I am not sure who is the original author of this article, but I posted it from another loop. It touches on an issue that is often discussed among those who haven’t homeschooled long, and it almost always pops up when you’re discussing (or justifying, dependent upon how you look at it) what a typical homeschool day looks like. Enjoy.
Often, homeschool moms get burned out because they are trying to match the
hours of the public school day. They insist their child sits at the table
for 45 minutes to an hour doing math. They insist the entire hour lesson of
grammar be completed before moving on to science. Within weeks the kids are
burned out, mom is burned out; everyone hates homeschooling.But this is unnecessary. First, studies have shown that short lessons
achieve far greater results in academic retention and retrieval than lengthy
lessons. Second, we must conquer the lie that the kids at school are
getting more of an education than our children because they are at school
all day long.
We see the neighbors hop on the school bus at 7:30, returning at 2:30 each
day; and we are certain that they are engaged in learning most of those
Well, several recent research studies have shown that for every 50
minute class period, only 28% of that time is spent in engaged learning.
That means that for every subject in school, the students only spend about
14 minutes being taught or involved in learning activities. The rest of the
time is wasted on lining up, changing classes or rooms, taking books out,
putting books away, dealing with discipline issues, answering unimportant
questions, handing out papers, handing out assignments, giving homework
assignments, explaining what is expected and lecturing on topics unrelated
to actual academic learning.
The subjects covered in school are math, social studies, science,
P.E, language arts, foreign language, health and arts. Generally, arts and
p.e alternate, as do science and health. Thus, in a typical school day, the
students only have 84 minutes of actual learning time, that’s less than an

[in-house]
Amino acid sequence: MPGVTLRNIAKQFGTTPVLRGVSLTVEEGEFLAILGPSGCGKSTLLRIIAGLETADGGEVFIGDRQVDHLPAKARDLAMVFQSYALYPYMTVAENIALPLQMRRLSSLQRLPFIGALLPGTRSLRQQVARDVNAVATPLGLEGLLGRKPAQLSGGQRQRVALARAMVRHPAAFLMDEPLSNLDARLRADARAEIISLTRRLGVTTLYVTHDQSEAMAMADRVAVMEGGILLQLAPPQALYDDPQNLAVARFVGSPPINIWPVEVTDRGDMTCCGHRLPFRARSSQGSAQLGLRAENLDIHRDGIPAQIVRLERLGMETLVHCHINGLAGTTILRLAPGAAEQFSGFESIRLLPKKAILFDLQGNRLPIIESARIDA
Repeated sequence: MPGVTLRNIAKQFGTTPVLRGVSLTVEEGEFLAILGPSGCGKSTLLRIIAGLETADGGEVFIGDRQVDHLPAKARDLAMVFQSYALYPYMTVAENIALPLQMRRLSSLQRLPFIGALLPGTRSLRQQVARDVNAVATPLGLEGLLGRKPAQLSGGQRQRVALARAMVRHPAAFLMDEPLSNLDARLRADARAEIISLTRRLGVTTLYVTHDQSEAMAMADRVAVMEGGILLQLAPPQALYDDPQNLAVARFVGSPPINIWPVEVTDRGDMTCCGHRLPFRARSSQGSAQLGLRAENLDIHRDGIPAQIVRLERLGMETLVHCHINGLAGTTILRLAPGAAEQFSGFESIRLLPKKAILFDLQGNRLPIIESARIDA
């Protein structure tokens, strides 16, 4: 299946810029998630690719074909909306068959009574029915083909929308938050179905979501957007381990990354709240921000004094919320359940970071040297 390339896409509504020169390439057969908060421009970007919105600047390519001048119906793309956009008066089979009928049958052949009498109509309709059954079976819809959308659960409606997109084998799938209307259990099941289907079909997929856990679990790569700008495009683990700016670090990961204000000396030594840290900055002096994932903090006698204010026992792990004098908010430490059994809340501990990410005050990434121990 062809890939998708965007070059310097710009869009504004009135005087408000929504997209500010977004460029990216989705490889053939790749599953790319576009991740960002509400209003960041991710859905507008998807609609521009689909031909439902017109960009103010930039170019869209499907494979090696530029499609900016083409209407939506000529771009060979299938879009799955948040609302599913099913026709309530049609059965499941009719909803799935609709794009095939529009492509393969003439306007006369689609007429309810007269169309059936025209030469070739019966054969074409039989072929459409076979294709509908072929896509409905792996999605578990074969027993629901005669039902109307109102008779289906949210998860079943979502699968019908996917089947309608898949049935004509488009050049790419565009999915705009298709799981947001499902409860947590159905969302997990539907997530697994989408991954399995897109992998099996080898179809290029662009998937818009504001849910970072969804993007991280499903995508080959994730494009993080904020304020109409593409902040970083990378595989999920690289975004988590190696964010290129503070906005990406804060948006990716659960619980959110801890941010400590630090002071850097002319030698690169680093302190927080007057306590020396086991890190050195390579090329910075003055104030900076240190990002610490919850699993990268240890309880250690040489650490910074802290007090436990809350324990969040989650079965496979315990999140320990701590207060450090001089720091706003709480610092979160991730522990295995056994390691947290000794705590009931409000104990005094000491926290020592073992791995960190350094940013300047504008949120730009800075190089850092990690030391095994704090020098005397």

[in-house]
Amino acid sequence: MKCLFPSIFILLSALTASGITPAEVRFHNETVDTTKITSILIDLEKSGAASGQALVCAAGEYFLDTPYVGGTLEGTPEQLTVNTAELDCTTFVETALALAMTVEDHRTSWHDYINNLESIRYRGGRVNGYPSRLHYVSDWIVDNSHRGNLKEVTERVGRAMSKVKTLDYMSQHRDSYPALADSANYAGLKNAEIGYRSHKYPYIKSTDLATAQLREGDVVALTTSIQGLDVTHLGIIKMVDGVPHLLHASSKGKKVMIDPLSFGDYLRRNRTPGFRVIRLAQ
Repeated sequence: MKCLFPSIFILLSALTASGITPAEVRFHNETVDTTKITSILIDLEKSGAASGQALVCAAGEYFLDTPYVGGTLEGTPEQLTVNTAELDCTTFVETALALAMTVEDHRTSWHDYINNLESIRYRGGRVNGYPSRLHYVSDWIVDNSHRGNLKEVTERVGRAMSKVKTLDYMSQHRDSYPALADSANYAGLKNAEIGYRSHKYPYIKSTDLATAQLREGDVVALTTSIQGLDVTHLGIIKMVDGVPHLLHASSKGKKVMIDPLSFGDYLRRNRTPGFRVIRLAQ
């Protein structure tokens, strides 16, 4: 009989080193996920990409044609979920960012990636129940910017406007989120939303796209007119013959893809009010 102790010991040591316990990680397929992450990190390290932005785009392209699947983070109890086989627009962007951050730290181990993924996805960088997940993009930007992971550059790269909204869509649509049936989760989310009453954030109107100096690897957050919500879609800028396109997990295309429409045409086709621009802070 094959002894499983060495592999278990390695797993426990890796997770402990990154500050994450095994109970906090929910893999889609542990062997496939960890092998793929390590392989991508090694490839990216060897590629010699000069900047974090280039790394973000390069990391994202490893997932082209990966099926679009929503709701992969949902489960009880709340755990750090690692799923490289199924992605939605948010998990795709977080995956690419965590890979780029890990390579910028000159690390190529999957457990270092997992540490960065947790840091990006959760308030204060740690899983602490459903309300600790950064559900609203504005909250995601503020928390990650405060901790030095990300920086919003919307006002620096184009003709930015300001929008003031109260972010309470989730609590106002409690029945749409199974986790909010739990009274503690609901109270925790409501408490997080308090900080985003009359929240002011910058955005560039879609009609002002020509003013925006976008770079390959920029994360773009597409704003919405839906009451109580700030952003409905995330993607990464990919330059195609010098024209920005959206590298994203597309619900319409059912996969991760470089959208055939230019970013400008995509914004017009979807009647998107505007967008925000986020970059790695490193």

hour and a half each day. They are gone seven hours to receive less than an
hour and a half of instruction and actual learning.
Here is what one classroom teacher writes in her weblog:
As individuals, with some notable exceptions, I like every one of my
180-or-so students this year. But en masse, they make me freakin’ crazy!
They assume that any time there are not actual words coming from my mouth,
they have permission to talk. I then spend 3 minutes getting everyone back
on task, only to be interrupted by a request to sign something, a phone
call, or a p.a. announcement. Actual time spent teaching is probably 3% of
the class period.
Though she is guessing, if her calculations are correct, the time our
neighbors spend at school equals only about nine minutes of instruction the
entire day. Giving the schools the benefit of the doubt, we’ll stick to the
hour and a half calculated in the scientific research studies. Remember,
also, these studies spanned grades K – 12.
So, do your children spend an hour and a half each day learning –
either reading, writing or discussing school subjects with you? Are their
minds engaged for an hour and a half throughout the entire day? If so, you
are doing better than the schools across the nation.
If we think this through further, if the school children only have
fourteen minutes of instruction or learning during each subject, what if
they are not paying attention during those crucial minutes? Most students
are so distracted by the noises, movements and issues encountered in a
typical classroom, that it is difficult to focus on the subject at hand. The
fact is, as home educators, when we engage our children in any kind of
learning, we are very aware of the moment they quit paying attention. The
one-on-one instruction of homeschooling is far superior to a teacher
lecturing to a class of 25 students. So many distractions to education are
immediately eliminated in the homeschool environment. If our children only
spend 14 minutes on each subject, they are still more engaged, more
attentive and more focused than they would be at school.
As far as academics and instruction goes, homeschooling wins hands
down. Do not believe the lie that your children would be better off in
school. Don’t listen to those voices in your head telling you that you can’t
do this. You can! You can do it better than they do it in school. You are
capable. Your children are capable of doing it mostly on their own! In fact,
that’s the second point I would like to make – if we embrace the idea that
our children should become independent learners, we release a great deal of
the burden of homeschooling.